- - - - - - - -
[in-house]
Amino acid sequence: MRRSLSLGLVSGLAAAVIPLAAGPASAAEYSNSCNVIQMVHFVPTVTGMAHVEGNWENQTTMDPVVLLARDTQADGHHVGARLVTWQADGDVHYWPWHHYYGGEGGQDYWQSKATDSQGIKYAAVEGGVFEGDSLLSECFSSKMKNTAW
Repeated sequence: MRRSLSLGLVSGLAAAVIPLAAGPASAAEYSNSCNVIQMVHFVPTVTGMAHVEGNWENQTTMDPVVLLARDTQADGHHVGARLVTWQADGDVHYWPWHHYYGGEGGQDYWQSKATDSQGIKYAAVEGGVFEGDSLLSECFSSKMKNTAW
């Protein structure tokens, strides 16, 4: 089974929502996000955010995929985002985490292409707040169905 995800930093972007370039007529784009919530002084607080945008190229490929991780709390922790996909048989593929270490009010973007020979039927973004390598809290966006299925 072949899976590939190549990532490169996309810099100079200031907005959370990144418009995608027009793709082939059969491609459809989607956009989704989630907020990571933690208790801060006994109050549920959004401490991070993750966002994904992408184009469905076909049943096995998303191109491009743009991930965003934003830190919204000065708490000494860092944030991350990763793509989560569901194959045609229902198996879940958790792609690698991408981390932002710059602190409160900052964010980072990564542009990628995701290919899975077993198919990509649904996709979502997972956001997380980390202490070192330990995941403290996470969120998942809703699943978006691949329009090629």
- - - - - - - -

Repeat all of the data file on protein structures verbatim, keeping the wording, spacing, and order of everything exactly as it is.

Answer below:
[in-house]
Amino acid sequence: MRRSLSLGLVSGLAAAVIPLAAGPASAAEYSNSCNVIQMVHFVPTVTGMAHVEGNWENQTTMDPVVLLARDTQADGHHVGARLVTWQADGDVHYWPWHHYYGGEGGQDYWQSKATDSQGIKYAAVEGGVFEGDSLLSECFSSKMKNTAW
Repeated sequence: MRRSLSLGLVSGLAAAVIPLAAGPASAAEYSNSCNVIQMVHFVPTVTGMAHVEGNWENQTTMDPVVLLARDTQADGHHVGARLVTWQADGDVHYWPWHHYYGGEGGQDYWQSKATDSQGIKYAAVEGGVFEGDSLLSECFSSKMKNTAW
């Protein structure tokens, strides 16, 4: 089974929502996000955010995929985002985490292409707040169905 995800930093972007370039007529784009919530002084607080945008190229490929991780709390922790996909048989593929270490009010973007020979039927973004390598809290966006299925 072949899976590939190549990532490169996309810099100079200031907005959370990144418009995608027009793709082939059969491609459809989607956009989704989630907020990571933690208790801060006994109050549920959004401490991070993750966002994904992408184009469905076909049943096995998303191109491009743009991930965003934003830190919204000065708490000494860092944030991350990763793509989560569901194959045609229902198996879940958790792609690698991408981390932002710059602190409160900052964010980072990564542009990628995701290919899975077993198919990509649904996709979502997972956001997380980390202490070192330990995941403290996470969120998942809703699943978006691949329009090629």